The so-called runaway greenhouse effect on Venus is one of the biggest motivations for the global warming alarmists here on Earth.
One of the recent probes exposed the fact that the solar wind was stripping out all the other gases from the atmosphere leaving the heavier molecules like CO2. The primary reason being a lack of a liquid core which is what generates our own protective magnetic field.
I don't want to say anything bad about Sagan, but he seems to have found a couple of ways to leverage Mencken hasn't he. I can't blame him there either. It's akin to the Publish or Perish mantra. If you don't stay visible somehow, you won't be on the speed dial.
NASA didn't like the temperature data?
Sound like they'd have been at home in Chernobyl.
The Nov 1980 New Scientist article "The mystery of Venus' internal heat" is too old to be available online, but I managed to find the text for it:
"Two years surveillance by the Pioneer Venus orbiter seems to show that Venus is radiating away more energy than it receives from the sun. If this surprising result is confirmed, it
means that the planet itself is producing far more heat than the earth does.
F.W. Taylor of the Clarendon Laboratory at Oxford presented these measurements at a Royal Society meeting last week. Venus surface temperature is higher than any other in the
solar system, at 480 C. The generally accepted theory is that sunlight is absorbed at Venus' surface, and re-radiated as infrared. The later is absorbed in the atmosphere, which thus
acts as a blanket, keeping the planet hot. It is similar to the way a greenhouse keeps warm.
Pioneer has shown that there is enough carbon dioxide and the tiny proportion of water vapor needed to make the greenhouse effect work -- just. If this is the whole story, the total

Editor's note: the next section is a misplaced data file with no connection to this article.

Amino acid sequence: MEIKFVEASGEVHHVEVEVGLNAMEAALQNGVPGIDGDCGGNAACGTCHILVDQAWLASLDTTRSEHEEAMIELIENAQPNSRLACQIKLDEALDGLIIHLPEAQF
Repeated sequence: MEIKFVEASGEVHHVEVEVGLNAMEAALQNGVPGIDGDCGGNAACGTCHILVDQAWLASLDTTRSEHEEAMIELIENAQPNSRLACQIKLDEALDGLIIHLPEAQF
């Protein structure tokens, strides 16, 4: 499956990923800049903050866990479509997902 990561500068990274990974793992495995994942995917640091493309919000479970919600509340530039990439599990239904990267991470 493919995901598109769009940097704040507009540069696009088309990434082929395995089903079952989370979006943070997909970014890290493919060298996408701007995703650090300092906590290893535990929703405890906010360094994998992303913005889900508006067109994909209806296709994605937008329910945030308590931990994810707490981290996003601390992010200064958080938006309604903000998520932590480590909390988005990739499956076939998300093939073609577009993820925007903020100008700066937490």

amount of radiation emitted back into space, after its journey up through the atmospheric blanket must be exactly equal to that absorbed from sunlight (otherwise the surface temperature would be continuously changing).
But Taylor found that Venus radiates 15 percent more energy than it receives. To keep the surface temperature constant, Venus must be producing this extra heat from within.
All the inner planets, including earth, produce internal heat from radioactive elements within their rocks. But Taylor's observations of Venus would mean that the planet is producing
almost 10,000 times more heat than the earth, and it is inconceivable according to present theories of planetary formation, that Venus should have thousands of times more of
the radioactive elements than Earth does. At last weeks meeting, Taylor's suggestion met with skepticism - not to say sheer disbelief - from other planetary scientists.
Taylor himself has no explanation for his result. He simply points out that the discrepancy seemed at first to be simply experimental error - but with more precise measurements, it
refused to go away. More measurements are needed before astronomers accept the result, and most planetary scientists are obviously expecting - and hoping - that the embarrassing
extra heat will disappear on further investigation."
Now in the UK we have operated a type of nuclear reactor called the 'Magnox' reactor. It uses natural uranium fuel (0.7% U235, not enriched), a carbon (graphite) moderator and high pressure carbon dioxide as a coolant to take heat away. The way I see it, Venus with its high pressure CO2 atmosphere may not be that different to a sort of naturally occurring Magnox reactor. The CO2 would permeate the Venus soil and could act as both a moderator and coolant for uranium ore deposits on Venus.